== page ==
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Mendez-Gomez v. Barr

United States Court of Appeals, Eighth Circuit

June 27, 2019

Jose Luis Mendez-Gomez, also known as Julio Cesar Estrada-Escobar, also known as Jose Aul Torres-Santiago Petitioner
William P. Barr, Attorney General of the United States Respondent

          Submitted: March 13, 2019

          Petition for Review of an Order of the Board of Immigration Appeals

          Before SHEPHERD, ARNOLD, and ERICKSON, Circuit Judges.


         Jose Luis Mendez-Gomez, a citizen of Guatemala, petitions for review of (1) the Department of Homeland Security's (DHS) reinstatement of a prior order for his removal, and (2) a Board of Immigration Appeals (BIA) decision that affirmed an immigration judge's (IJ) denial of his applications for withholding of removal and deferral of removal under the Convention Against Torture (CAT) in withholding-only proceedings.[1] Having jurisdiction under 8 U.S.C. § 1252(a), we deny the petition.


         Mendez-Gomez, a Guatemalan citizen, unlawfully entered the United States in December 2002. In August 2003, after Mendez-Gomez was convicted of making a false claim of United States citizenship in violation of 18 U.S.C. § 911, an IJ issued a final order of removal. Mendez-Gomez was removed from the United States. He reentered the United States in late 2003, using a fraudulent lawful permanent resident card, or "green card," to obtain entry through a checkpoint just inside the United States-Mexico border.

         In July 2017, an Otter Tail County, Minnesota police deputy stopped Mendez-Gomez's vehicle for an equipment violation. When Mendez-Gomez produced only a Guatemalan passport as identification, the deputy requested immigration assistance. A Border Patrol agent telephoned the deputy and spoke to Mendez-Gomez, who admitted that he had entered the United States roughly 16 years prior and had no documents allowing him to legally remain in the country. Mendez-Gomez claimed he had never been arrested by immigration officials before, but he presented no documentation allowing him to enter or remain in the United States and was taken into immigration custody.

         Upon entering Mendez-Gomez into the immigration database, Border Patrol agents discovered his prior order of removal. Mendez-Gomez then made a conclusory statement about legally entering the United States, refused to answer any more questions or sign any immigration documents, and requested to speak with his attorney. Subsequently, DHS filed a Notice of Intent/Decision to Reinstate regarding Mendez-Gomez's prior removal order. Mendez-Gomez checked a box on that form indicating he wished to make a statement contesting the reinstatement, but there is nothing in the administrative record showing that he did so.

         After Mendez-Gomez indicated that he feared return to Guatemala, the United States Citizenship and Immigration Services conducted a reasonable fear hearing. At this hearing, Mendez-Gomez testified that, in 2001, he borrowed money from a loan shark named Don Lucho to pay for his mother's lung surgery. Mendez-Gomez has not repaid the loan. Although he has never been attacked because of the unpaid debt, he testified that two armed men appeared at a soccer game in the summer of 2001 and asked whether members of his family were in attendance and that the men were looking for him because he had not repaid the loan. Mendez-Gomez believes that the men would have tortured or killed him for failing to pay the money back. He further believes that three of his cousins were murdered for being with him at the soccer field that day. Mendez-Gomez's father and other family members in Guatemala received telephone calls as late as 2016 threatening Mendez-Gomez's life due to the unpaid loan. Mendez-Gomez has never reported any of these incidents to the police because he is afraid they may be corrupt or subject to bribes.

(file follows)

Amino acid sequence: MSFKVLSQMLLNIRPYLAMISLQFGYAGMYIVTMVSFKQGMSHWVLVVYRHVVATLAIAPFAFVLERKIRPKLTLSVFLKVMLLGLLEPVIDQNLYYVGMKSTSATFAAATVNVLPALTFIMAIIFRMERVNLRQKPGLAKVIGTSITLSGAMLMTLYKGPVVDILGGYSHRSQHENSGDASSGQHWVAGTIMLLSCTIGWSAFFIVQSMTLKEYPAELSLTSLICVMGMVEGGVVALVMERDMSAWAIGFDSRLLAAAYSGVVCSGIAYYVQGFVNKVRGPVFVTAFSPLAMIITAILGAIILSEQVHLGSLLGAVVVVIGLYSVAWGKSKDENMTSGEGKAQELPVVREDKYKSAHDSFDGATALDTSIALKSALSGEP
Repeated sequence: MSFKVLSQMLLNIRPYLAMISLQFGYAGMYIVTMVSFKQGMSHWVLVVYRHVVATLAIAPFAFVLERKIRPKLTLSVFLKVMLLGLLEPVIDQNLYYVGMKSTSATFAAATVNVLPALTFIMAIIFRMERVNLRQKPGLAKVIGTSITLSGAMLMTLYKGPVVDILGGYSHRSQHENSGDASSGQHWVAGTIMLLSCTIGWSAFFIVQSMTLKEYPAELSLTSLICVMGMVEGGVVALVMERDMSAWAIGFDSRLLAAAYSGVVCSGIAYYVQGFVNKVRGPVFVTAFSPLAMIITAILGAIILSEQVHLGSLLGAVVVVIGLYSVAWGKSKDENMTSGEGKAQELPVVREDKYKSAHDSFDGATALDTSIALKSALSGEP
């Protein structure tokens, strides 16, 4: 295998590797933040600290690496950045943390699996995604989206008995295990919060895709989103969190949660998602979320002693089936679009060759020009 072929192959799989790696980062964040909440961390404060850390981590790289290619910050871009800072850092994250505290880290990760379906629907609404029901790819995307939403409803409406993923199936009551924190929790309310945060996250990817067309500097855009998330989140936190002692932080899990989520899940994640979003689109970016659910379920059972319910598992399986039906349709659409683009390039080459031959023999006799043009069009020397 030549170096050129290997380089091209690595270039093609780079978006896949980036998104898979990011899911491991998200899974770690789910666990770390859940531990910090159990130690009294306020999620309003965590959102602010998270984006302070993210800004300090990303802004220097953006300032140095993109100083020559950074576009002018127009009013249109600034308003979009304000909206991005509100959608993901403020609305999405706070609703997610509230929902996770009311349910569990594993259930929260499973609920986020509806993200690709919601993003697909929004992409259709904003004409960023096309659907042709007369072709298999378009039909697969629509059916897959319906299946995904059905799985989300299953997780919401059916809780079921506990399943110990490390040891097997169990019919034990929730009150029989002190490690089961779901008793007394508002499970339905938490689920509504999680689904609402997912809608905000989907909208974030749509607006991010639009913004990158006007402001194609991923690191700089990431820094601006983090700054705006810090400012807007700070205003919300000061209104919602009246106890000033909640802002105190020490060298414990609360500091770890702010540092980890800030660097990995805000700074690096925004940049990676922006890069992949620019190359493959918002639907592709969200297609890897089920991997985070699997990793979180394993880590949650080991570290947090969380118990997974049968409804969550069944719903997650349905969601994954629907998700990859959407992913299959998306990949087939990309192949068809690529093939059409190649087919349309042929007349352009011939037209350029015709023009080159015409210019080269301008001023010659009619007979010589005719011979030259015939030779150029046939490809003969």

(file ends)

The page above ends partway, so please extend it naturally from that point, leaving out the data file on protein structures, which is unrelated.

The asylum officer denied Mendez-Gomez's reasonable fear application. An IJ then vacated the asylum officer's determination and placed Mendez-Gomez into withholding-only proceedings for review of his applications for withholding of removal and CAT review. The IJ ultimately denied Mendez-Gomez's applications. The BIA upheld the IJ's decision, finding that Mendez-Gomez failed to present any argument that he had been improperly placed in reinstatement proceedings, failed to present meaningful argument on his CAT claim, and failed to show the Guatemalan government was unable or unwilling to protect him. Mendez-Gomez now petitions this Court for review of the BIA's decision.


         We first address Mendez-Gomez's claim that DHS violated his due process rights by improperly reinstating his prior removal order. "For some time, the law has provided that an order for removing an alien present unlawfully may be reinstated if he leaves and unlawfully enters again." Fernandez-Vargas v. Gonzales, 548 U.S. 30, 33 (2006). In a challenge to reinstatement of a prior final order of removal, our jurisdiction is limited to the reinstatement itself and we may not reopen or review the prior order. 8 U.S.C. § 1231(a)(5).

         "We consistently have required issue exhaustion in post-[Illegal Immigration Reform and Immigrant Responsibility Act of 1996] immigration cases, and referred to the rule as 'jurisdictional' . . . ." Etchu-Njang v. Gonzales, 403 F.3d 577, 583 (8th Cir. 2005). Thus, failure to raise an issue before the administrative agency precludes a petitioner from raising it on appeal. See Escoto-Castillo v. Napolitano, 658 F.3d 864, 866 (8th Cir. 2011) ("We have repeatedly held ...

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